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Captain Haddock's and Tintin's relationship

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#11 · Posted: 29 Aug 2007 11:38
Yogi Bear always refused Cindy's advances, preferring the company of Boo-Boo. No one had a fuss about him possibly being homosexual.
Why is it nowadays if someone doesn't lust after anything is a skirt that moves, he might be homosexual?
#12 · Posted: 31 Aug 2007 16:37
Well I don’t think that Tintin and the Captain have a homosexual relationship because, come on, firstly this is a children's book written by a Belgian comic artist, and not a Japanese comic-book, where they can actually portray homosexual or 'Yuri' relationships.
Secondly, this is just a fictitious controversy.
#13 · Posted: 19 Jan 2012 02:52 · Edited by: rose_of_pollux
Reviving this thread to reply to a would-be-branched-off conversation on the "Songs that fit the characters" thread re: who the paternal figure of the duo is...

It's true that while Tintin is the leader of the team and the Captain usually follows (Picaros notwithstanding), the Captain does voice his worry and concerns for Tintin, much like a father would. As I mentioned in the song thread, once the Captain acquires Marlinspike Hall, we see Tintin using the Hall as a home away from home--not unlike a student returning home from college (at least, that's how I see it), taking a break before the next sojourn. It's that point, when he gets the Hall and opens its doors, that the Captain really takes on a more fatherly role, as well.

I was reading through a blog yesterday by someone who had read the original French comics and said that the Captain frequently addresses Tintin as "Fiston," which literally translates to "Son" (at least, I think so... any fluent French speakers here?). This pretty much further cemented my already set mental image of the Captain and Tintin having a surrogate father-son relationship.

I especially felt this from David Fox's portrayal of the Captain in the Nelvana series--him addressing Tintin as "Son," in the adaptation of Seven Crystal Balls comes to mind, immediately. In fact, if I had to criticize Andy Serkis' portrayal of the Captain in the movie, it was that he wasn't as paternal as David Fox was, though that's not really Andy's fault--the movie was set pre-Marlinspike (and he did as well as he could with the material he was given--that whole scene at the Bagghar docks was absolutely wonderful); with the sequel promising to be post-Marlinspike, I am very eager to see how Andy will portray the more paternal Captain.

John Sewell:
Just look at the way the Captain's willing to sacrifice himself when he's dangling from a Himalayan mountain, so that Tintin can be saved


I also love Haddock dashing to the rescue in Alph-Art, when he hears the villains shooting at Tintin. He's already warned Tintin that they may try to kill him again, and he speeds off in his car without any regard for his own safety, and a telling "If they touch a hair of his head..." who wouldn't want a friend like that?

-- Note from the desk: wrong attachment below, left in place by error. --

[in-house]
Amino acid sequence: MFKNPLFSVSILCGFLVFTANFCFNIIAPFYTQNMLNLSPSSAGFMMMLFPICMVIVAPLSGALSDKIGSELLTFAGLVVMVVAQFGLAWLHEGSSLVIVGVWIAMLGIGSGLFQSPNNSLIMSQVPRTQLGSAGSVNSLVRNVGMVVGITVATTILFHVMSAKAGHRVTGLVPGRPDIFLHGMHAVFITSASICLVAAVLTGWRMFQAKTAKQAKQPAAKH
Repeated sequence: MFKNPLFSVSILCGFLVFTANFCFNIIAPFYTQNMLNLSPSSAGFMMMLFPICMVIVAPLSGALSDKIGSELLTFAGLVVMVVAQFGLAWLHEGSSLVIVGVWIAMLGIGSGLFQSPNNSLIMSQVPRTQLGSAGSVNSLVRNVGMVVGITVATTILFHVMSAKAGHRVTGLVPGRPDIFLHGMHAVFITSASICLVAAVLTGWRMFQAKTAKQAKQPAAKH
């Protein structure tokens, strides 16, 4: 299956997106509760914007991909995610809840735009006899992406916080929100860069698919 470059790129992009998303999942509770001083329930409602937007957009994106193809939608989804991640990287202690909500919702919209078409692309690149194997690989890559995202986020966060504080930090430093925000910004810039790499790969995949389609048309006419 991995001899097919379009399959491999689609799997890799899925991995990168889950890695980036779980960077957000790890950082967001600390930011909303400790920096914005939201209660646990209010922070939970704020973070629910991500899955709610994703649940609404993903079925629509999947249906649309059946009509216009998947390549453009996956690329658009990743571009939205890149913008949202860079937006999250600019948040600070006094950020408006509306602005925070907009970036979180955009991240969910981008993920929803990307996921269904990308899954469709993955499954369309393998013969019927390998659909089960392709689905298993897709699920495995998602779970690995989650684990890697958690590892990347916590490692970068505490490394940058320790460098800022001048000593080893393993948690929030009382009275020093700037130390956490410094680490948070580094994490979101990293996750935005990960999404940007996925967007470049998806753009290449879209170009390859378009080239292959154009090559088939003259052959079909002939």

This, as well, adds to that image of the Captain as a father figure; there's a "trope" for this called "Papa Wolf," and it's one of my favorite things to see in any fatherly role: the warnings for Tintin to look out for himself (signifying that the Captain has the authority to warn him--something that a father figure would have; and how often does the Captain take orders from Tintin? Not very often--he's got a mind of his own...), the orders for him to cut the rope (orders again signifying authority), and, of course, the attempt of cutting the rope itself--just the notion that this old sailor who has had the chance to live will do anything to ensure that his young companion will also get that chance at life--even if it means cutting short his own. It's one of the best examples of "Papa Wolf" out there, and, to me, is the most endearing aspect of the series.
#14 · Posted: 19 Jan 2012 06:28
They have such a great relationship, it's so sweet to read about. i agree that Haddock seems to be the father figure, sort of cheering on Tintin and listening to what he says but making sure he's not being ordered around. Tintin is a father to the Captain in a lot of ways, though, especially in Crab with the Golden Claws.
The Captain usually refers to Tintin as "my boy" in the English version.
Captain Chester:
I think the Tintin/Haddock relationship is that of a much older brother or an uncle.

This is probably what I would say, too. Uncle is a good compromise between father, brother and friend.
#15 · Posted: 19 Jan 2012 11:01
the Captain frequently addresses Tintin as "Fiston," which literally translates to "Son"

"Fiston" is the French for "Son", but like the English version it can simply be used to address someone who is much younger than you are without necessarily having any paternalistic feelings towards them. Think of scenes in the British TV crime drama "The Sweeney" when Inspector Regan bellows at a younger suspect: "You're under arrest, son!"

Just for the record, in the original French, Tintin and Haddock always address each other in the formal "vous", rather than the familiar "tu". "Vous" is usually used when talking to strangers or people you only meet on business rather than socially.

I suspect that that was Herge's way of showing that their relationship was one of equal terms. The fact that Haddock does not address Tintin by "tu" (as a father would a son) could have been his way of describing a close but not necessarily paternalistic relationship with the younger man.
#16 · Posted: 20 Jan 2012 02:42
"Fiston" is the French for "Son", but like the English version it can simply be used to address someone who is much younger than you are without necessarily having any paternalistic feelings towards them.

Ah... Hmm, well, I guess that could be up to personal interpretation, then? Same thing with the tu/vous?